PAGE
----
p → q: the Logic of people vs AI

Referents + Perception = Understanding.

Logic vs. Statistic

Large-Language Models (LLMs) are based on statistics. Using basically all of humanity’s written words as a reference, given a particular prompt and what you’ve said so far, guess what the next word (or character) in the response will be. The results are the familiar sterile-yet-polite tone and word choice that defines ChatGPT, Bard, and the others. Humans on the other hand, in conversation, do not use statistical reasoning to guess the next word in our sentence. Instead, we use an amalgamation of referents, grammatical and syntax1 rules, the logic our perceptions follow, and our own reasoning to choose our words. Sometimes carefully; others not.

But these things do not exist in pure statistics. We’re taught an elementary version of this in any Stats 101 class: correlation does not imply causation. In other words, just because things are linked statistically does not mean there’s a reason for it. Statistical models also contain room for error. The logic most people are familiar with does not.

The Logic WE use


In deductive reasoning (which is what formal logic falls under), we begin with things that are obviously true. For example, the statement “a point is that which has no dimension” is true2. As is the statement “three lines define a plane”3. By combining these statements, which we know are always true, we arrive at new statements. We then know that these statements are always true. There’s no room for error in deductive systems, which is why deductive logic has power. However, this power rests upon the fact that our initial statements are always true. If a single one of those statements is not necessarily true, then any statement(s) built atop it come into question, too.


Inductive reasoning is another form of logic that humans use. It is the logic of science. We begin with observations about the world and from these observations attempt to create a conclusion. But oftentimes we’re don’t see the whole picture. To the casual observer, it may appear that the sun is moving through our sky in a way that suggests it goes around the Earth everyday. While our reasoning may seem convincing on the surface, it is not reality. There are countless other examples from science of new discoveries radically changing our understanding of things. These discoveries force science to adjusts theories accordingly, and that’s a good thing. Changing our views based on new information is healthy.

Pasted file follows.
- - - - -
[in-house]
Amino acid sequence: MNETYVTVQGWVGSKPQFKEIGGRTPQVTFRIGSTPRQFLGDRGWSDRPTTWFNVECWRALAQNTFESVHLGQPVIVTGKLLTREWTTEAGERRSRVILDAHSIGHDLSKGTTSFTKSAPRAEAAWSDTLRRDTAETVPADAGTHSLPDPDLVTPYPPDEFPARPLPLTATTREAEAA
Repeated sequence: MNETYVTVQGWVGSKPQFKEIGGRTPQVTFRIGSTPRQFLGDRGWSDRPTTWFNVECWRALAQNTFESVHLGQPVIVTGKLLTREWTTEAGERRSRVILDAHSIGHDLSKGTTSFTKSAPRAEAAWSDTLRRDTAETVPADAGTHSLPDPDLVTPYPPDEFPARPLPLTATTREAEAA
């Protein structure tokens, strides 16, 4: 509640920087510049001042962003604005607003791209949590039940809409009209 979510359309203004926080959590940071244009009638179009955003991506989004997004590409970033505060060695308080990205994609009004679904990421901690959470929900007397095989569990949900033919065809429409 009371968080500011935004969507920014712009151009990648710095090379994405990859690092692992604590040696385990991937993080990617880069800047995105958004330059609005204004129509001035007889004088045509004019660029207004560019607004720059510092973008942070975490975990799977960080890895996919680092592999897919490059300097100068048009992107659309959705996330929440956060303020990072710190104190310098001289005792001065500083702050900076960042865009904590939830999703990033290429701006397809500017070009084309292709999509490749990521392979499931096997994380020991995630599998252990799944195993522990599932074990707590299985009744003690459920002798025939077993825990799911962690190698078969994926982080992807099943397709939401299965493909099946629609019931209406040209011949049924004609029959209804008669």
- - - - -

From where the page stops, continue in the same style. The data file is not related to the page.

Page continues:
These two forms of logic are mostly concerned with how we derive conclusions. It’s the process that is important to logic. Large Language Models do not have a thought process. This is what allows them to respond instantly. They do not think. The answer to any prompt under any context already has (theoretically) the answer mapped to it. It’s just a matter of substitution and calculation in the same way that a calculator does not necessarily “think”.

The Doors of Perception

The main difference between ChatGPT, Bard, Llama, Bing, etc. and humanity is perception. Our 5 senses give us referents to understanding the world around us. There is no such thing for AI. They do not see, hear, feel, taste, or smell. They have nothing concrete to reference. So, when presented with an entirely novel situation, they’re likely to get it wrong4. The senses draw us out of the abstract world of pure thought and into the real world in which we live.

It’s through this shared, common experience of perception that we can establish things like intention. That’s because intentions exist outside of the language we use. We can certainly communicate our intentions and make them explicit using language, but this is rarely done at the time of communication. Instead, we are meant to infer the intention using contextual clues outside of language. Since large-language models have only the tool of language to work with, it is impossible to infer intention when prompting it. This inability to determine intention is what gives rise to the evil AI trope: HAL-9000, GLaDOS, Mittens from Chess.com, Skynet.

Our senses provide us with referents that ultimately ground us. They also provide us with the data we use to reason. And it’s this combination of referents about the world we live in, plus the process by which we reason about this world that gives us our sentience.

  1. Some LLM’s do have hard-coded syntax and grammar rules. ↩︎
  2. This is one of the 11 axioms of Geometry that are laid out in Euclid’s Elements. ↩︎
  3. This is another axiom found in Elements. ↩︎
  4. See 4. The Octopus Test for a more complete discussion on what is meant here. ↩︎
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Luke Data Engineer
Luke A man on a crusade against apathy. I created this website on April Fool's Day 2024, after noticing the sharp uptick in garbage writing on the internet. My day job is as a data something. I also do consulting work for small-business' trying to modernize their data situations and make a buck off them. I write a lot about technology, economics, my own antics, and opinions.  If my writing has entertained, informed, aggravated, or made you reconsider anything, then I consider this blog a fantastic success.

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